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Departments finalize transparency in health coverage rule

Benefits Administration and Outsourcing|Health and Benefits|Total Rewards|Integrated Wellbeing

By Anu Gogna and Benjamin Lupin | November 11, 2020

Most group health plans or health insurance issuers will need to provide plan participants with an explanation of benefits prior to receiving care.

The Departments of Health and Human Services (HHS), Labor and Treasury have issued final regulations (along with a news release and fact sheet) on transparency in health coverage required under the Affordable Care Act (ACA). The final regulations are generally consistent with the proposed regulations1 that were released in November 2019 in that they include two approaches to make health care price information accessible.

The final rule will start taking effect in 2022, but its full implementation will be delayed until 2024. These regulations are in response to President Trump’s Executive Order on Improving Price and Quality Transparency. Essentially, health insurance issuers (for fully insured plans) and third-party administrators (for self-insured plans) will be required to provide plan participants with an explanation of benefits prior to receiving care.

Under the final regulations most non-grandfathered2 group health plans3 or health insurance issuers offering health insurance coverage in the individual and group markets must make available certain disclosures:

  • To the public, including such stakeholders as consumers, researchers, employers and third-party developers: Three separate machine-readable files must include detailed pricing information for plan years that begin on or after January 1, 2022:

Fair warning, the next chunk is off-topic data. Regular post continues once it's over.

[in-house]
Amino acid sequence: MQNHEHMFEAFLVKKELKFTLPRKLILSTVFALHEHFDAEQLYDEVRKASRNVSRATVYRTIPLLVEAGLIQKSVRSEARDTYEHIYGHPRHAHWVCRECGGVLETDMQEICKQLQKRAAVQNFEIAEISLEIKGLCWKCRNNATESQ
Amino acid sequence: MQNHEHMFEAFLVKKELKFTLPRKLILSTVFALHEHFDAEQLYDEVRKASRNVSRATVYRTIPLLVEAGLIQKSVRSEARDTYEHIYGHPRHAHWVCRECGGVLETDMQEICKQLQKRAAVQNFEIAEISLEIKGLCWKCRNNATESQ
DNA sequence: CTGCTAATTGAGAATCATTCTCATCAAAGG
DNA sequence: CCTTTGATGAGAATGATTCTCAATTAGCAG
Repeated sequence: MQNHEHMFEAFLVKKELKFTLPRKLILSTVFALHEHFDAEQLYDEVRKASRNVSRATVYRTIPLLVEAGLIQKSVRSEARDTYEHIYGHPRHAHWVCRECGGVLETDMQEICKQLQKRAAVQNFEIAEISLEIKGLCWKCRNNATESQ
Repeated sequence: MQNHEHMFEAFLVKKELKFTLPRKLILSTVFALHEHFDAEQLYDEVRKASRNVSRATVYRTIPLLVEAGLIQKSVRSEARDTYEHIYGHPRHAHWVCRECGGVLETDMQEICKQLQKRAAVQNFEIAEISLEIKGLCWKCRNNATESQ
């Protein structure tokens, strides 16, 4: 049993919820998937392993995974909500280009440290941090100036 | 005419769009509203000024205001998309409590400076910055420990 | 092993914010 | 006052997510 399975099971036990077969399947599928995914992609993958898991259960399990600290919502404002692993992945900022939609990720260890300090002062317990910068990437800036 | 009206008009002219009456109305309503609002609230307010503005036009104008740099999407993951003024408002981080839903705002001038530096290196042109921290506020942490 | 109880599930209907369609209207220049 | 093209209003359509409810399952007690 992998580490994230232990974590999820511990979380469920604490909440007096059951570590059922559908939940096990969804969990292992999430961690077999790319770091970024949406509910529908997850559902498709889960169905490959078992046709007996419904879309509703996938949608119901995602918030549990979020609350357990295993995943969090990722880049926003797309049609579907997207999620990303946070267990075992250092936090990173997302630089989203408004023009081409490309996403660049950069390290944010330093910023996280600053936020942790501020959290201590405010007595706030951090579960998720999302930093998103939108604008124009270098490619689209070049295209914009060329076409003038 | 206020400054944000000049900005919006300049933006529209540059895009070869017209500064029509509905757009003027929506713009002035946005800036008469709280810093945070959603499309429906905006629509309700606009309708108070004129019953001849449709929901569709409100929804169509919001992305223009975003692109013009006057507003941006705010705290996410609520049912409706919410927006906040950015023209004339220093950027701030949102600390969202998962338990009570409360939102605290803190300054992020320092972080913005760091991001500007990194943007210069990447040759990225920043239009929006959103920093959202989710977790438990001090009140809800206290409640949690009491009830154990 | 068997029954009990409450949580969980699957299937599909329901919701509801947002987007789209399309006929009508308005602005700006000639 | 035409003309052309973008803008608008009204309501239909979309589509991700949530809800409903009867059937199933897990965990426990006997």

• The first file must show negotiated rates for all covered items and services between the plan or issuer and in-network providers.
    • The second file must show both the historical payments to, and billed charges from, out-of-network providers. Historical payments must have a minimum of 20 entries to protect consumer privacy.
    • The third file must detail the in-network negotiated rates and historical net prices for all covered prescription drugs by plan or issuer at the pharmacy location level.
  • To participants, beneficiaries and enrollees (or their authorized representatives): Personalized out-of-pocket cost information, and the underlying negotiated rates, for all covered health care items and services, including prescription drugs, must be provided through an internet-based self-service tool and in paper form upon request.

    • An initial list of 500 shoppable services, as determined by the departments, must be available via the internet-based self-service tool for plan years that begin on or after January 1, 2023.
    • The remainder of all items and services will be required for these self-service tools for plan years that begin on or after January 1, 2024.


1 See “Proposed regulations designed to increase health care cost transparency,” Insider, November 2019.

2 The term “grandfathered” is defined in the ACA and is used in regulations and other agency guidance to refer to certain group health plans and health insurance coverage existing as of March 23, 2010 (the date the ACA was enacted).

3 The final rules do not apply to excepted benefits, such as limited-scope dental or vision plans, or to account-based group health plans, such as health reimbursement arrangements (HRAs) (including individual coverage HRAs) and health flexible spending accounts.

Title File Type File Size
Insider November 2020 PDF .4 MB

Senior Regulatory Advisor, Health and Benefits

Senior Regulatory Advisor, Health and Benefits

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